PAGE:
Awareness of the importance of mental welfare has been increasingly evident not only in Gibraltar, but across much of the western world. A subject historically relegated to dark corners and discussed in hushed tones; the concerted efforts of various groups around Gibraltar have pushed the matter to the forefront of the collective conscience, mirroring a wide spread international trend.
The message that mental health issues affect the majority of people’s lives, directly or indirectly, and that these issues must be open to discussion, has permeated the press, social media and the daily lives of an increasing number of people. United by the rallying cry that, ‘it’s okay not to be okay’, signs of positive change and the evolution of the general attitude towards mental welfare have been encouraging – but recent events in Gibraltar must, yet again, make us stop and question whether we are doing enough as a society.
Mental health issues at the centre of suicide cases are the subject of a worrying trend in recent years and part of a wider problem on the rock. Self-harm amongst young people is an issue causing serious concern, and for all it helps to be able to discuss these matters with family and friends, professional help and intervention is every bit as important as it is in the case of physical injury or ailments.
To once again draw a parallel which must continue to be emphasised, we shouldn’t ignore psychological issues any more than we should ignore broken bones in the human body, and by the same measure, most of us are not any more equipped to deal with serious issues of mental health than we are to deal with serious issues of physical health.
To mark this year’s Mental Health Day (October 10th), a silent walk was arranged in order to highlight the shortcomings of the current system. Keen to impress that this was a social, not political issue, and the collective responsibility of all administrations to date, the Gibraltar Mental Welfare Society used this day to make the statement that mental health urgently requires significant investment.
The walk started at the Piazza and made its way to No.6, where Minister John Cortes, standing in for the Chief Minister, received a written copy of the Society’s suggestions. Minister Cortes then extended an invitation to the Society’s representatives, Conchita Triay and Mark Montovio, to discuss their concerns, which was gladly accepted.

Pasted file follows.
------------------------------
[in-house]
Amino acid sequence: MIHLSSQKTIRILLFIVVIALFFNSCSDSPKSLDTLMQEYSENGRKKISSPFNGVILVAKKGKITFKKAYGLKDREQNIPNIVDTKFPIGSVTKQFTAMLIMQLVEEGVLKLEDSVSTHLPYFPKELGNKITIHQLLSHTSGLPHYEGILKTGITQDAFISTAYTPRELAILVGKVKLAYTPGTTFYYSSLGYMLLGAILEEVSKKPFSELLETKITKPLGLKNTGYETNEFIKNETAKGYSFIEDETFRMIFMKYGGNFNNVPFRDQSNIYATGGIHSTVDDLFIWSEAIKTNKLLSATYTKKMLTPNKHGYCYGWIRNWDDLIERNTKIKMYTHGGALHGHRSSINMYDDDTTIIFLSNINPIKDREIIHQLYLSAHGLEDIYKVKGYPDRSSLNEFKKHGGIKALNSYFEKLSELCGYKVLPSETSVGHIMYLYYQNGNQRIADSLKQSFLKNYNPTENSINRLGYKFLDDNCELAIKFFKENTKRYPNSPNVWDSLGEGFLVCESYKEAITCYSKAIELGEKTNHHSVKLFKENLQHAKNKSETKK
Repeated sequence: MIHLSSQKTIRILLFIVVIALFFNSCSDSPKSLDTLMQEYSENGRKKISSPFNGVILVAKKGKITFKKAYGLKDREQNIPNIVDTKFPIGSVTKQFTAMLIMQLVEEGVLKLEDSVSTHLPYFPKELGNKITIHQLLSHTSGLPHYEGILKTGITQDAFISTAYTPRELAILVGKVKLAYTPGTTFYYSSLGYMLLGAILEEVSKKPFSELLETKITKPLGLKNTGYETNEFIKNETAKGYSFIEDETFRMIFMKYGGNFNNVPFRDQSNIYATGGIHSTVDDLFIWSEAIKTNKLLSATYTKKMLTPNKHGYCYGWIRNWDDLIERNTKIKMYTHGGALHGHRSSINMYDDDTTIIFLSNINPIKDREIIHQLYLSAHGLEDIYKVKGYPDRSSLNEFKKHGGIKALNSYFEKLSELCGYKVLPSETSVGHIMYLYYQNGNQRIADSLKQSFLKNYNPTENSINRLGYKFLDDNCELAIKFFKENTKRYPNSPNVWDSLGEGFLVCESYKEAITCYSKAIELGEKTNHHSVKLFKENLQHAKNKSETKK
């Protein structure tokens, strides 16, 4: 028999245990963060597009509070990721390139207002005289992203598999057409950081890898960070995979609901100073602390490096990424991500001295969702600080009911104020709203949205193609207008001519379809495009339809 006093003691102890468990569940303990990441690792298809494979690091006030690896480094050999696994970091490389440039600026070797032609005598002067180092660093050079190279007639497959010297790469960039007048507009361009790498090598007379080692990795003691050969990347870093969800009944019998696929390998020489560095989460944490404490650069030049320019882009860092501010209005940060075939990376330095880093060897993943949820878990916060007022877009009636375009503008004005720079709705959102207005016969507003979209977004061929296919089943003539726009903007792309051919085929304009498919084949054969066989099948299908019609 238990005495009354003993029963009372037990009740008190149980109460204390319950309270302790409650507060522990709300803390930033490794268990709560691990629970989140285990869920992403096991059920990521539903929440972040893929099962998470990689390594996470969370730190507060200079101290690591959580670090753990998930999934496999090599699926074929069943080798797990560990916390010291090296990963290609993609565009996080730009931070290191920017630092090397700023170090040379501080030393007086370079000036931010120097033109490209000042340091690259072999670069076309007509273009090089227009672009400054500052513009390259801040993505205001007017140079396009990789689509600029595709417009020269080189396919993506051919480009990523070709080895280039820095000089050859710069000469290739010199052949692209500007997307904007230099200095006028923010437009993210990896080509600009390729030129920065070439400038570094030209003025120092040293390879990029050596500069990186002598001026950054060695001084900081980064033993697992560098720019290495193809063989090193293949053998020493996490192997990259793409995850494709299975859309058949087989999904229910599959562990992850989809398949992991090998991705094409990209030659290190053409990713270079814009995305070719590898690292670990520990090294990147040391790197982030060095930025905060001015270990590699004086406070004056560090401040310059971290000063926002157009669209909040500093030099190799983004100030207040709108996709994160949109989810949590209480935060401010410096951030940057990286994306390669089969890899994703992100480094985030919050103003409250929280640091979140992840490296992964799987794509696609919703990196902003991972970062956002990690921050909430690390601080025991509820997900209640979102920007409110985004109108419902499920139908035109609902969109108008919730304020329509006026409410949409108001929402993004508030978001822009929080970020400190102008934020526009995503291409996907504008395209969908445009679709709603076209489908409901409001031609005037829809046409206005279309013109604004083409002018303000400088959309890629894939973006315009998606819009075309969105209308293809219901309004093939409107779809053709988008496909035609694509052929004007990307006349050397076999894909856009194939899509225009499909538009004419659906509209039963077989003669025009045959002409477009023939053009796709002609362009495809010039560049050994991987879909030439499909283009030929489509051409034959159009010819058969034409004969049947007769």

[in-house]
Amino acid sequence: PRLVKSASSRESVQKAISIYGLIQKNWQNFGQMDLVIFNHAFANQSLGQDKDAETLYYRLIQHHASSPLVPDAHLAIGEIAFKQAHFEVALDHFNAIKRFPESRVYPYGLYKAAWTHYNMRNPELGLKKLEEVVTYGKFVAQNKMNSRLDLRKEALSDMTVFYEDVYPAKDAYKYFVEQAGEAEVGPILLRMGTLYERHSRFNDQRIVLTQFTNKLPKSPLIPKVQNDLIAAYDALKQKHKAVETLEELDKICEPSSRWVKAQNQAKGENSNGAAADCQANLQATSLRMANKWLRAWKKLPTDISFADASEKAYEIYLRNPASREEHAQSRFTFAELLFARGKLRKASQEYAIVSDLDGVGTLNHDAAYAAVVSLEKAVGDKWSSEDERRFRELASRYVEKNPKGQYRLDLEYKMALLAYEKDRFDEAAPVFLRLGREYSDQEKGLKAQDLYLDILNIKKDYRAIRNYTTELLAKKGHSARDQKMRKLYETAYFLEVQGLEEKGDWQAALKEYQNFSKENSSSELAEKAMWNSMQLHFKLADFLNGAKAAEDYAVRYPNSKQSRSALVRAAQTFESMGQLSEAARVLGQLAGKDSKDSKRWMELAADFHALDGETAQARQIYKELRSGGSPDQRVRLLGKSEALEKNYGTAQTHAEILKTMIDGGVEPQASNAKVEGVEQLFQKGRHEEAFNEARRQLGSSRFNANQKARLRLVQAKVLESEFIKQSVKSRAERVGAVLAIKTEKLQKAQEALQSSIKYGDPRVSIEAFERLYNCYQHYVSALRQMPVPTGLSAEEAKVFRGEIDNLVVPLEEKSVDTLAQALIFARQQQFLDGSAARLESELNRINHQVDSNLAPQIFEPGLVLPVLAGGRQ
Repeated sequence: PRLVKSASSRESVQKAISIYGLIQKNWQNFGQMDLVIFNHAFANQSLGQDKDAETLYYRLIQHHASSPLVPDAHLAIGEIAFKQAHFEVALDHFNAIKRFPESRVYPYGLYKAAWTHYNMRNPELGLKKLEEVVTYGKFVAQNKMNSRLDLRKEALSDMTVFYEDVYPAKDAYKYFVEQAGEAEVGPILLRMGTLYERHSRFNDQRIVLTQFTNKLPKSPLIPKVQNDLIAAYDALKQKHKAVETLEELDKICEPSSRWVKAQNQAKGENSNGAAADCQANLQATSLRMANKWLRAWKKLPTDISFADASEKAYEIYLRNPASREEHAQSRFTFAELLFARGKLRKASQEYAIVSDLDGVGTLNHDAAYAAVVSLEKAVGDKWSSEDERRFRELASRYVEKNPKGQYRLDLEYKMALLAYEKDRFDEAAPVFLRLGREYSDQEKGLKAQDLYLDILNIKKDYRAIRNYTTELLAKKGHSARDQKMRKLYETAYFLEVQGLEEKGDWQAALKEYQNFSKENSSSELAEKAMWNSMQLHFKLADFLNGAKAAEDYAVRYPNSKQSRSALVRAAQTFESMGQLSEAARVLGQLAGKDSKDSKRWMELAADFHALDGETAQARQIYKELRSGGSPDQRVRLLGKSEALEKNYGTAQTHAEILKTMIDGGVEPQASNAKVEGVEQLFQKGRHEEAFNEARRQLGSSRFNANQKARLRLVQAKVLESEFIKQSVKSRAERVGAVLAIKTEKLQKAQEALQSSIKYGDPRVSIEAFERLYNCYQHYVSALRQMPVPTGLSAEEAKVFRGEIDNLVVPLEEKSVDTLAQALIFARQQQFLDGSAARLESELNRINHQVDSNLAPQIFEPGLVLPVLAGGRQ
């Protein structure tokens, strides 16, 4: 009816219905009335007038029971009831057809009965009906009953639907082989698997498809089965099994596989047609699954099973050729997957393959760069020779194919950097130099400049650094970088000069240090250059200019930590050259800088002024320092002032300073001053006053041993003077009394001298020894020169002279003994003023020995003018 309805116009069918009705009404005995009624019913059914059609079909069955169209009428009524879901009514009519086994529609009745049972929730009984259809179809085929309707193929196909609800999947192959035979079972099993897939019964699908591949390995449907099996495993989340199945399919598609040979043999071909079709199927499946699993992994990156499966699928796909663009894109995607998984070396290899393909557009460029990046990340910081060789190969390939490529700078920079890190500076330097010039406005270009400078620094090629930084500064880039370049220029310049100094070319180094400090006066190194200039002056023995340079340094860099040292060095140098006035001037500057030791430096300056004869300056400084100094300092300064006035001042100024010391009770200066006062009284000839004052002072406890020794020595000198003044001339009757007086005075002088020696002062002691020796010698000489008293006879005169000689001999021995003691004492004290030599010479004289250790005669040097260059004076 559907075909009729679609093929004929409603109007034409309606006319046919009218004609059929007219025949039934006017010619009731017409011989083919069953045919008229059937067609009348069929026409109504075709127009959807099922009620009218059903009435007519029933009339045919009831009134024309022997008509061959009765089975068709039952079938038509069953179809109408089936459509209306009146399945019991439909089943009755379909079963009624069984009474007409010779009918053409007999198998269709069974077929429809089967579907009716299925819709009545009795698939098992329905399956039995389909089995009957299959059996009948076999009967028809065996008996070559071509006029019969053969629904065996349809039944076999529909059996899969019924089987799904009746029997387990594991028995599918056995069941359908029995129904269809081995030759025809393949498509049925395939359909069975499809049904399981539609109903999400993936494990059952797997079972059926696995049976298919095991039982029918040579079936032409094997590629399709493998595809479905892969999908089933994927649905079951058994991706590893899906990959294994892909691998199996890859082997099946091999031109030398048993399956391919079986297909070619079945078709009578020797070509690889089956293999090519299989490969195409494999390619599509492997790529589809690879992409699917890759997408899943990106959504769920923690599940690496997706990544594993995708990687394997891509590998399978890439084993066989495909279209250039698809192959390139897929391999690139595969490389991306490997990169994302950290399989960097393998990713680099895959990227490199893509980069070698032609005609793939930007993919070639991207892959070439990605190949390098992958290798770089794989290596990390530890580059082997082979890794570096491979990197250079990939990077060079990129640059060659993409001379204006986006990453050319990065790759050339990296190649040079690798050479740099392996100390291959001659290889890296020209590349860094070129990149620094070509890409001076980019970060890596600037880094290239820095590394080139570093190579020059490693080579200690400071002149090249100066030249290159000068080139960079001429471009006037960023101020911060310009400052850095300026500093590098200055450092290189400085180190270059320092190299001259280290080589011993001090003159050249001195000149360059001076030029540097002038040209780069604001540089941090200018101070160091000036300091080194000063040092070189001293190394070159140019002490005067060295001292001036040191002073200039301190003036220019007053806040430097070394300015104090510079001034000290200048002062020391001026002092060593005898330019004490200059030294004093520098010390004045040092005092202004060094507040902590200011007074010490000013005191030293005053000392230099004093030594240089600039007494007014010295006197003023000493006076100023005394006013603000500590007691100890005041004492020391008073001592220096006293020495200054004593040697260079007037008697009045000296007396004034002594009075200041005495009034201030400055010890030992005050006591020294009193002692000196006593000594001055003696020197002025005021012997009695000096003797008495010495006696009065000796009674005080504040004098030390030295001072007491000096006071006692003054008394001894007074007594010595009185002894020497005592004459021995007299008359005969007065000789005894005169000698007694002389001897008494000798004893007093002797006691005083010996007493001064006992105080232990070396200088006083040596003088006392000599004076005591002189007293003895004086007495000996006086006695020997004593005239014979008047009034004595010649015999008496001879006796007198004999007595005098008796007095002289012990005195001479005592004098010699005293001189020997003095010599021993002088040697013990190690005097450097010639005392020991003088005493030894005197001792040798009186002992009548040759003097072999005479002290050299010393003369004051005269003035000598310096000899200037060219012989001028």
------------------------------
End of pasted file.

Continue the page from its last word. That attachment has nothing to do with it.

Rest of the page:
This year’s theme was ‘Mental Health in Young People in a Changing World’. For this reason the GMHS focused on specific services that would benefit young people: counsellors in schools, as well as a Child and Adolescent Mental Health Service – which many have been pushing for in Gibraltar for years.
A government announcement earlier in the week had therefore been warmly received, with a new GHA Child and Adolescent Psychology Service set to commence in January 2019. By specifically catering to young people, the hope is that mental health issues will be addressed at an early enough stage that they can be more effectively managed, and the GMHS welcomed the move as a very positive step in the right direction. It is their hope that it will be followed by the addition of counsellors within the education system so as to provide even more immediate help at schools to children in less acute situations.
While all progress should be celebrated, it’s important that we never become desensitised to the tragedy of those we fail to save, to those that slip through cracks in the system, to those we look back on who cause us to wonder if enough was done. A lot of work has gone in to the cause, but much more remains ahead; it is only through a united front that progress will continue to be made and pulling together in a community like Gibraltar to work towards common goals is well within our capabilities.